Latest wacky masterpiece from Amélie director Jean-Pierre Jeunet
It was not the first
time Bazil’s life was changed by the deadly products of the armaments industry.
When he was a child, his father, a French soldier, was killed by a land mine in
the Martian landscape of the Western Sahara.
Homeless and jobless after his discharge from the hospital, coincidence leads
Bazil to the street where two of the world’s largest weapon-makers are located.
The orchestral soundtrack swells, just like a Max Steiner score from golden-age
orchestra even appears briefly on the steps of the Art Deco edifice housing one
of the companies. His imaginative landscape shaped by the movies, the
apparition is a signal to Bazil. Like the hard-pressed heroes of old, he must
embark on a vengeance quest against powerful villains who have caused so much
the latest film by French director Jean-Pierre Jeunet, is in keeping with the
retro-now fantasy worlds he created in the astonishing City of Lost Children
and the delightful Amélie. The
setting is a palimpsest where artifacts of the past bleed without comment into
a present day with little cultural direction beyond the latest high-tech toys.
Most of the Parisian apartments are furnished in the style of Europe
between the world wars. The three-wheeled vehicles of postwar France share
the streets with sleek, contemporary light rail. The good people of the cast
look as if they shop in the funkiest resale shops on the continent.
Those good people
are the merry band of misfits who accept Bazil as one of their own. They have
established a subterranean society in the catacombs below a junkyard, a
cluttered twilight filled with objects salvaged and recycled from what passes
for civilization above. With a female contortionist who can curl up inside a
refrigerator and a dwarf who once worked as a human cannonball, they resemble a
happier version of the subculture in the 1930s film classic Freaks. References to other old movies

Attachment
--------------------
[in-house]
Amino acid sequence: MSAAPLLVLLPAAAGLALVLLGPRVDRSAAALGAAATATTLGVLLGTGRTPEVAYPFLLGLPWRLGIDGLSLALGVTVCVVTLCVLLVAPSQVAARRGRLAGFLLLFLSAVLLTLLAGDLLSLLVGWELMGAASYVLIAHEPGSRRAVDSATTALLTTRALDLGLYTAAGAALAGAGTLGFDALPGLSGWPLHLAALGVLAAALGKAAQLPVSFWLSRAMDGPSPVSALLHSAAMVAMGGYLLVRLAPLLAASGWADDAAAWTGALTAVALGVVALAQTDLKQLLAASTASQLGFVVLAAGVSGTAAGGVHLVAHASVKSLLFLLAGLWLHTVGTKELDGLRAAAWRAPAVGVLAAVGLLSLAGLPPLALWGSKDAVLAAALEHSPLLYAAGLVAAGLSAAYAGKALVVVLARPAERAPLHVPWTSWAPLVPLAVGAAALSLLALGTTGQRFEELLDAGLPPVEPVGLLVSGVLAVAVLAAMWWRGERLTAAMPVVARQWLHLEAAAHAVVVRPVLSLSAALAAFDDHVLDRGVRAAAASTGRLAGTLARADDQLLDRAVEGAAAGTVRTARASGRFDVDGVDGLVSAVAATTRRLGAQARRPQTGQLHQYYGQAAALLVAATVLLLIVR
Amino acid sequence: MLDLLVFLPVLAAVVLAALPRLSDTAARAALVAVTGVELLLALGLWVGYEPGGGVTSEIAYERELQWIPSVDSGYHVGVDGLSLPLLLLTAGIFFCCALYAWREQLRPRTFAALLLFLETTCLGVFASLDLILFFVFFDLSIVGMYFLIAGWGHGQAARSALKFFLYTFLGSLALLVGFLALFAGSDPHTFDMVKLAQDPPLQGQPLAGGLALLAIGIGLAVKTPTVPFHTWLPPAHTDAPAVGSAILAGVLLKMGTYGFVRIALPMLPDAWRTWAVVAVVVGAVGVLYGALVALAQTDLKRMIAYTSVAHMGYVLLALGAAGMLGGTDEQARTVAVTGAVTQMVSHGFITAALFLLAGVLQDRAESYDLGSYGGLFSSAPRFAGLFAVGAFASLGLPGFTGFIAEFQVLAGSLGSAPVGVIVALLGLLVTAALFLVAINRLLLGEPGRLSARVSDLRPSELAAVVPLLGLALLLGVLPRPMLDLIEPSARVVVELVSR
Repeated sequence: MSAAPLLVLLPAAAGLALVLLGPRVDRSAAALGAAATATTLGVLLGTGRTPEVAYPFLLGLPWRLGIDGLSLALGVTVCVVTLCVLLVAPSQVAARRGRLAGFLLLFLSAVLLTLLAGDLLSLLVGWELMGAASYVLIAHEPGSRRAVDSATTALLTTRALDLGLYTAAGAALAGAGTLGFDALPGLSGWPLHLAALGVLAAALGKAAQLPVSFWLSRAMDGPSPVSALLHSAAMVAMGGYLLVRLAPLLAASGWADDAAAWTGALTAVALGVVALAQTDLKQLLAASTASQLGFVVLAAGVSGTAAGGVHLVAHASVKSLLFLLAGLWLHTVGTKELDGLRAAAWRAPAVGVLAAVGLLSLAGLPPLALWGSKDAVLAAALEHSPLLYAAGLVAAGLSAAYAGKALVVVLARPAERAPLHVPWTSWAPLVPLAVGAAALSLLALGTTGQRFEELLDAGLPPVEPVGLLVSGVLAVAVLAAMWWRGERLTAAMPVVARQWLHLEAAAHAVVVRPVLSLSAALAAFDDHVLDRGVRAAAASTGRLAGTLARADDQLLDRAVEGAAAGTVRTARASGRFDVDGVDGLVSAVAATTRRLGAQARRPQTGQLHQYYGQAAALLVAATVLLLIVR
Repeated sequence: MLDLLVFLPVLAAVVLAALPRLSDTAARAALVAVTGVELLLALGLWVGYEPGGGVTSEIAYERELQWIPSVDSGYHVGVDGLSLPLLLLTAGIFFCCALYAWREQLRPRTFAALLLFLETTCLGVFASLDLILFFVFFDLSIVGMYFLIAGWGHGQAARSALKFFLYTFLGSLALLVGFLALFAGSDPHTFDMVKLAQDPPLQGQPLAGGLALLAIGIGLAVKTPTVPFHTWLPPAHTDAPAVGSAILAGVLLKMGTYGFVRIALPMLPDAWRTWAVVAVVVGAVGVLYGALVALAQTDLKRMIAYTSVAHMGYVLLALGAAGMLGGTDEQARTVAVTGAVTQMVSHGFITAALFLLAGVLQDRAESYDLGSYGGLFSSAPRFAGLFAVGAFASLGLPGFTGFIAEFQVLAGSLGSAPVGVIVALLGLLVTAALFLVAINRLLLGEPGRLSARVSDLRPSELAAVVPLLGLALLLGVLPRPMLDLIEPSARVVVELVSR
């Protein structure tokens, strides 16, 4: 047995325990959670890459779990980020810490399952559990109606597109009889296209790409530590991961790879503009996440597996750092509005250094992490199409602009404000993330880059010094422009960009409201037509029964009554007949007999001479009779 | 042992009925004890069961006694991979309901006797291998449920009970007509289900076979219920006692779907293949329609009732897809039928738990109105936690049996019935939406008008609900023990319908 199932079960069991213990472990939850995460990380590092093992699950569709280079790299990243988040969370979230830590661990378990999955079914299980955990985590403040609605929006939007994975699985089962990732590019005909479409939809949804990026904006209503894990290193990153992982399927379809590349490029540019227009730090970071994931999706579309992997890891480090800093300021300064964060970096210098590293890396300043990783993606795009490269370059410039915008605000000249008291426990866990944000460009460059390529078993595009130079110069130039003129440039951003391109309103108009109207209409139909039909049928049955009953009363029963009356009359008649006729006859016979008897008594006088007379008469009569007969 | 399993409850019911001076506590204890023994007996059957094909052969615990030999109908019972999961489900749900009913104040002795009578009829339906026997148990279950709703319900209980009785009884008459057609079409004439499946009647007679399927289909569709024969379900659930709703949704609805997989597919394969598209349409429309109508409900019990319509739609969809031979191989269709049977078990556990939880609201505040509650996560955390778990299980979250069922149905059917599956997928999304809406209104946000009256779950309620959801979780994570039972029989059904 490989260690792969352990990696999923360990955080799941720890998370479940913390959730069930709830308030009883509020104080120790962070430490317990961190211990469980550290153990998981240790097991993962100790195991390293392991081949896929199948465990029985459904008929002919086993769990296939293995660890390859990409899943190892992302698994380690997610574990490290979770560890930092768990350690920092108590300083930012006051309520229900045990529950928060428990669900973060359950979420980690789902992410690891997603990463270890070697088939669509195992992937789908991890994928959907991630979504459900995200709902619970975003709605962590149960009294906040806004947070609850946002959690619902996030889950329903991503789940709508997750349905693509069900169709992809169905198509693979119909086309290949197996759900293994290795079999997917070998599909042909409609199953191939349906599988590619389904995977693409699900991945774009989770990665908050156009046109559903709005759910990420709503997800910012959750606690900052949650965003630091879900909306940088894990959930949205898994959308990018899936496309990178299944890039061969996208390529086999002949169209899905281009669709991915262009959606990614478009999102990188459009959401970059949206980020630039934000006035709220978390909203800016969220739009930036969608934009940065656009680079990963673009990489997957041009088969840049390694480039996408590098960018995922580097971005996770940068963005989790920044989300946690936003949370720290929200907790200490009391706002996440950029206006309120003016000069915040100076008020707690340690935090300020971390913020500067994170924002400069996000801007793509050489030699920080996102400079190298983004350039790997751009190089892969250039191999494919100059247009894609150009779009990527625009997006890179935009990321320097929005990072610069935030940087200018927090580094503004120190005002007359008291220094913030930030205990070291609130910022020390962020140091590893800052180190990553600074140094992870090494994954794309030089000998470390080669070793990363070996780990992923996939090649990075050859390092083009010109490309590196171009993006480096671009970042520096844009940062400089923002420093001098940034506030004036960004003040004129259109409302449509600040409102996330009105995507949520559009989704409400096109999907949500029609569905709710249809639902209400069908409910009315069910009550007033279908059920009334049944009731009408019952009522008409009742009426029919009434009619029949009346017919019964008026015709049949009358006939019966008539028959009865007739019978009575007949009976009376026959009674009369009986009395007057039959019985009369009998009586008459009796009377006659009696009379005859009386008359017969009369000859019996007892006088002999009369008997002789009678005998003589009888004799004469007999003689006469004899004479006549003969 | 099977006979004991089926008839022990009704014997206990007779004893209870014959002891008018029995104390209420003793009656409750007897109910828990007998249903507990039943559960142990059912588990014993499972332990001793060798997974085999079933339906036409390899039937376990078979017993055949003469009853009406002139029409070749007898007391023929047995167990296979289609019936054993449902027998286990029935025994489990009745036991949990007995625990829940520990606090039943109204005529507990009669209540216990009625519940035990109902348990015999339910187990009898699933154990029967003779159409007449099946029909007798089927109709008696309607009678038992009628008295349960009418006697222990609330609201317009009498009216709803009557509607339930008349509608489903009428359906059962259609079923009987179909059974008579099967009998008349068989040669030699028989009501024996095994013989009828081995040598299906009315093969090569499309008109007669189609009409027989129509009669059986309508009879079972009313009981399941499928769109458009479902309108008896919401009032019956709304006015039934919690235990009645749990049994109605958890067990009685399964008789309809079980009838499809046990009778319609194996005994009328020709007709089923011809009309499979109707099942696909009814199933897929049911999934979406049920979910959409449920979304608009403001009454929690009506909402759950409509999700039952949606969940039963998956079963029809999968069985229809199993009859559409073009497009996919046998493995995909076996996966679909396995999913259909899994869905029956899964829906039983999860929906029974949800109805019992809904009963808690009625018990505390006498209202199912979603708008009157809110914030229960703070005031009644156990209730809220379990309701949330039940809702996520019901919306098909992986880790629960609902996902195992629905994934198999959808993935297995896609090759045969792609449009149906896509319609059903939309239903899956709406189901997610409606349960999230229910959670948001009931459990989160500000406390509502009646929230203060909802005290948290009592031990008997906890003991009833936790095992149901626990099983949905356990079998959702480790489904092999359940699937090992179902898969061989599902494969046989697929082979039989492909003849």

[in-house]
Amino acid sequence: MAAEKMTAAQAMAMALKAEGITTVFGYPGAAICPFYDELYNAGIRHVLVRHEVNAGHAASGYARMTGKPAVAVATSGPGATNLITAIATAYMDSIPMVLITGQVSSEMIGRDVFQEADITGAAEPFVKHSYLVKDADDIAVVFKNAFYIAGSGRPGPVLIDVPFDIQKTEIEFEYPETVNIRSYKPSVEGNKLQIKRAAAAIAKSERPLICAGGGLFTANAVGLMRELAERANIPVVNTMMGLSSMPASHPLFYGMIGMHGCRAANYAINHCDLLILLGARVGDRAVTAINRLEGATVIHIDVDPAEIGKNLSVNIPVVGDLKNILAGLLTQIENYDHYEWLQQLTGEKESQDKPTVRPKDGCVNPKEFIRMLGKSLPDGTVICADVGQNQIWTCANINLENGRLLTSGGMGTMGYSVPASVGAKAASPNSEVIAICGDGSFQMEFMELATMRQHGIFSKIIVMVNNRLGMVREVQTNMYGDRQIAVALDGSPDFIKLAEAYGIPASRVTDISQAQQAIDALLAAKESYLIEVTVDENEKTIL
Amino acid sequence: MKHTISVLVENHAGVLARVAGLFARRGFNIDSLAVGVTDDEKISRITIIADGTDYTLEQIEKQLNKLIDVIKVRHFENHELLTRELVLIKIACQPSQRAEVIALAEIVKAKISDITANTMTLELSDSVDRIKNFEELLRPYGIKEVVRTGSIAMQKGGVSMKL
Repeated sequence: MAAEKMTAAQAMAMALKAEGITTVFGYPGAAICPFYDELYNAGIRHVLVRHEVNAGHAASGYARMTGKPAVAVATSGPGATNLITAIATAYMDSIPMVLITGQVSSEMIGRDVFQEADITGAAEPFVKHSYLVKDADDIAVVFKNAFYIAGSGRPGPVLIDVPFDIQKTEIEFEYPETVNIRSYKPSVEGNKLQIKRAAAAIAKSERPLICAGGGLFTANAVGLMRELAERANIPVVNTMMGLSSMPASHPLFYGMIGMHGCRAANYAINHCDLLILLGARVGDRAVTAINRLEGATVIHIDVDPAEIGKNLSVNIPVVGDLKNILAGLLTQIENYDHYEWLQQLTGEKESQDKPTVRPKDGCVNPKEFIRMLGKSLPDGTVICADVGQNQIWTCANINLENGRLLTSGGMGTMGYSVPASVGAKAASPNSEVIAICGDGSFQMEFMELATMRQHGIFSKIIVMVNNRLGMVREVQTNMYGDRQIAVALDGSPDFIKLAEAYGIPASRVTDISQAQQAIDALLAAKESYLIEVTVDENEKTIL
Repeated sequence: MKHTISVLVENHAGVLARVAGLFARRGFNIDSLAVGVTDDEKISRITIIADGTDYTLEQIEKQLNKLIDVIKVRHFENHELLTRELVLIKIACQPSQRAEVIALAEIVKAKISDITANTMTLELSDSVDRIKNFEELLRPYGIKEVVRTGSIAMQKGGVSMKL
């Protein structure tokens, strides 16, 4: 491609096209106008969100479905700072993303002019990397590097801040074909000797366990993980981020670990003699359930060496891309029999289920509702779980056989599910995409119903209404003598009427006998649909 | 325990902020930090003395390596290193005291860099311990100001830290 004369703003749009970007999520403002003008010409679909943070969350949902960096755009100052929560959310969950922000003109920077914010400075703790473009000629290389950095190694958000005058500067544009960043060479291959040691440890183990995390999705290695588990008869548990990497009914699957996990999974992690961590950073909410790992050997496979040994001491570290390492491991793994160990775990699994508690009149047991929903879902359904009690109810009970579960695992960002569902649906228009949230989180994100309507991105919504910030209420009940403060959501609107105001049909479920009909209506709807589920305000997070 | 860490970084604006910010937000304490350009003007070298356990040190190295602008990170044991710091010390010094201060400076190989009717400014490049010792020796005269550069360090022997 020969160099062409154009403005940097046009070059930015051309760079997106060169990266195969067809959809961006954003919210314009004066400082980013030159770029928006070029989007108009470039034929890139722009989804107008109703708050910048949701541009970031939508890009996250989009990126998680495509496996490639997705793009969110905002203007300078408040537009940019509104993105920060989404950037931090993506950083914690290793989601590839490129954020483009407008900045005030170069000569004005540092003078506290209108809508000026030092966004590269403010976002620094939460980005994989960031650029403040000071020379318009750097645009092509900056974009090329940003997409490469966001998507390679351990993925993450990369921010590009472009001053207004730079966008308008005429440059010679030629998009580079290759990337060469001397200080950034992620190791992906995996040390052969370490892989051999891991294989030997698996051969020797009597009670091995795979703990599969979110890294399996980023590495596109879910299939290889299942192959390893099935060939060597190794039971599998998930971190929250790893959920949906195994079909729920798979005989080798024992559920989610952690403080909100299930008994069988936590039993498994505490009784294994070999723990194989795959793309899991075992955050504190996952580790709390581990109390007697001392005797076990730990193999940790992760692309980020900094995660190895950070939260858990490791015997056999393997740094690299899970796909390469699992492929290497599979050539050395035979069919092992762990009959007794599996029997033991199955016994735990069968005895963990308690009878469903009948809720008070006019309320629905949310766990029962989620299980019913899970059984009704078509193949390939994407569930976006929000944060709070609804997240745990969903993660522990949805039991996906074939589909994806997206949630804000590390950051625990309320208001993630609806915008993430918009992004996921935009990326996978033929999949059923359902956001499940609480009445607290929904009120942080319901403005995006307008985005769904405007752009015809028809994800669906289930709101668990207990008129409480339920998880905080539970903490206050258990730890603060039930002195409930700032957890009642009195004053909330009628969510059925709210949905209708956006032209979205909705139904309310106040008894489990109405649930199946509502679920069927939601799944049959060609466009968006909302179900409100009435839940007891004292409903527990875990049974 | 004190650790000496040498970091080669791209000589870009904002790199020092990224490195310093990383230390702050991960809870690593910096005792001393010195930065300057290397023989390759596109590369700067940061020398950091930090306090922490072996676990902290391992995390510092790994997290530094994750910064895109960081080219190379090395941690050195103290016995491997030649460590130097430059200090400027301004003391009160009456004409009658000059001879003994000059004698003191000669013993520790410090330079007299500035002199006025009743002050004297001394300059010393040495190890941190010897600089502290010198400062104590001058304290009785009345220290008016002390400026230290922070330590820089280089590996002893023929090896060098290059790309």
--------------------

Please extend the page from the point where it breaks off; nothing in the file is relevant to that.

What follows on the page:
abound. Before his adoption into the society of scavengers, Bazil, silently
wandering the streets in shoes coming apart, recalls Charlie Chaplin’s tramp.
The many pantomime scenes suggest the droll comedy of French director Jacques
Tati. There is even a finger-poking nod to the Three Stooges and an
uncomfortably quiet dinner table scene out of Citizen Kane.
villains in Micmacs are a pair of
rival armaments tycoons. De Fenouillet, an old-school plutocrat, keeps a
collection of body parts from famous people, including the molar of Marilyn
Monroe and the eye of Mussolini, under glass bell jars. The younger Marconi,
part of the pseudo-hipster generation of Hollywood
titans and venture philanthropists, lives in sleek plasma-screen luxury. The
morality of their enterprises can be summed up by a corporate presentation
whose speaker boasts of being “the world leader in the field of fragmentation
bombs.” Kosovo, Afghanistan,
Somalia, Iraq, the diamond wars of Africa—de
Fenouillet and Marconi have profited from them all. Bazil and his new friends
are determined to bring them down.
The schemes they hatch are Rube Goldberg in their hilarious complexity as Bazil and company, a band of working-class outcasts, struggle against the cold rationality of giant corporations. The brilliance of Micmacs is that it turns a revolution of the little people into two hours of engaging entertainment.n